Chinese Gregg

Hi All,

I posted on the open stenotype blog about Chinese shorthand and figured I’d also put up the relevant content here.

Could someone get a copy of the Yawei Shorthand theory text I link to below (or one like it found somewhere else etc) and host it on this blog?


Interestingly, the inventor of the Yawei steno theory was originally the inventor of a Gregg Shorthand theory for Chinese, which was in widespread stenographic use until he came up with the machine theory. I have attached a link to a copy (I found somewhere anonymous online) of his Yawei Shorthand theory for reference.
Attachment: yawei-chinese-shorthand-manual.pdf

And here is a link about Tang Yawei’s history.

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14 comments Add yours
  1. Wow, this is fascinating! Thanks a lot for posting this. Too bad I can't read Chinese, but I can read the shorthand, :-).

    I'm hosting the file now.

  2. Good stuff! Thanks for posting it.

    I believe it was Zoubek who used to write from dictation in Japanese at 120 even though he didn't speak the language. It was a publicity stunt, yes, but shows how sounds can be recorded using shorthand. I always wondered what the read-back would be like and how close he'd be to real Japanese.

  3. Thank you very much for posting this! I've been searching for the Chinese adaptation of Gregg but since I can't read Simplified Chinese, I'm having a hard time looking for resources. I'm just curious if this is the same with 北方速记 (Northern Shorthand) which I think, is another adaptation of Gregg in Chinese. Northern Shorthand, according to what I found, is invented (or adapted) by Liu Shouren (柳守仁).

    Anyway, this blog has always been a very good source of information, though I can't just post that much these past few months since I am very busy in school. I would post about the things I found about the Filipino adaptation of Gregg once I'm done with my thesis. Thanks again for this! 😀

    On the other side, it's just so sad to find out that Mr. Tang Yawei (唐亚伟), the inventor of the Chinese adaptation of Gregg posted here as well as the Chinese stenotype, already passed away in 2012 according to this e-news from the InterSteno and China Daily:

    1. Great! Hope it helps! I'm a ways away from engaging with it myself, but I have high hopes!

      I unfortunately switched to Simplified Characters early enough that it will be difficult when I need to switch back… which I likely will as my in-laws are from Taiwan and we're hoping to teach our daughter Chinese.

  4. I can't read this but perhaps my wife can help. I'm wondering how the tonal nature of Chinese was addressed. For instance, the words for buy and sell in Mandarin are phonetically the same to a western ear, differing only by a tone. Any syllable can have one of four tones, or a neutral tone, for a total of five in Mandarin. Other dialects can have even more tones. I heard of one with nine tones. In general , a different tone on a syllable is going to change it into a different word. This would take the ambiguity already present in Gregg to a whole new level.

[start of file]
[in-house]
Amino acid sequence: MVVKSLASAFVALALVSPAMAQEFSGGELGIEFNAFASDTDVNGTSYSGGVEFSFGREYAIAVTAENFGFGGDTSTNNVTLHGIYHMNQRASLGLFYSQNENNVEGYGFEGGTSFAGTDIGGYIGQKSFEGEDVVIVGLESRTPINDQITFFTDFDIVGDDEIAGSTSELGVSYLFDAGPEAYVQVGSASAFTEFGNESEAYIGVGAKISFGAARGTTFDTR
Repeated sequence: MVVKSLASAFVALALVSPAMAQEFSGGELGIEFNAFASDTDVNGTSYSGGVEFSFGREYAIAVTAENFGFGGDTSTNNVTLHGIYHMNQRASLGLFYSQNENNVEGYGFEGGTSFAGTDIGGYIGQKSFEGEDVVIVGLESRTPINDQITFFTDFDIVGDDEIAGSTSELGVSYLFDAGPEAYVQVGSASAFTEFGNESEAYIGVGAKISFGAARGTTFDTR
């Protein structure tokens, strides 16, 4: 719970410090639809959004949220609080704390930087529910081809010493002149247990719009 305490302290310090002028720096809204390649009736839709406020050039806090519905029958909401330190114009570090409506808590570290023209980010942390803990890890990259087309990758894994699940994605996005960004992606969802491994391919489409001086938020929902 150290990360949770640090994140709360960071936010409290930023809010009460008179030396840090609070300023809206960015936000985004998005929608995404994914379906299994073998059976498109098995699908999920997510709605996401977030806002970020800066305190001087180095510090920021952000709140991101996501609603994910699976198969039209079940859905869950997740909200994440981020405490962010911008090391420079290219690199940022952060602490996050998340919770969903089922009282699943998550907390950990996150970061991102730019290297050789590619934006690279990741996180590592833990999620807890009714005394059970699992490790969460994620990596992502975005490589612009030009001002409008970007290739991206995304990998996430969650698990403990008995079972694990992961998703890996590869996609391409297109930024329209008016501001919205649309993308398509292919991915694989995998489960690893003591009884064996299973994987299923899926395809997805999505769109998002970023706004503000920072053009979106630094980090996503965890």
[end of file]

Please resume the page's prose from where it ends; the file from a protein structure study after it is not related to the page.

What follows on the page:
1. I don't know how the shorthand does it…

      But, I did read a little about another machine steno theory that was not by Tang Yawei. That theory really took advantage of the lack of tones in the bare pronunciation, in other words it did basically ignore the tones.

      So when it needed disambiguation it relied on the characters' "radical composition" rather than on the tonal pronunciation. Radicals are like the etymological Greek/Latin/Germanic roots of words in the language.

      To possibly give some motivation for that strategy, a lot of Chinese local accents muddle the tones up anyways, and there are are furthermore formal "tone rules" that change the tones in different contexts, so except for recent highschool grads, a lot of people may remember a number of tones incorrectly, especially under time pressure.

  5. This is great to read! It makes sense to do as Gregg did and remap the strokes according to the most common sounds of a language and if they fit together. What really diverges from the original system is the use of position writing, which is only occasionally used in English Gregg. It's almost Pitmanic in conception, but with Gregg strokes.

    1. I'm still puzzled about why he decided to use the long strokes for the voiceless consonants, in contrast to Gregg. Not being able to read Chinese, I wonder if the answer is in the first few pages of the manuscript.

    2. Yes, the phonology of Chinese is very different from Western European languages, and some of the consonants used in those languages do not exist in Chinese, so why not use those extra symbols, right? That makes sense.

      More about Chinese phonology here.

    3. The primary distinction between Chinese consonants is aspirated versus unaspirated, not voiced versus unvoiced. All those consonants where the distinction exists are unvoiced. In this Gregg adaptation, the short strokes are used for the unaspirated consonants and the long strokes for the aspirated ones.

  6. I think the point of confusion is the way Chinese is spelled when the Roman alphabet is used. For instance, d is an unaspirated voiceless consonant, and t is the aspirated equivalent.

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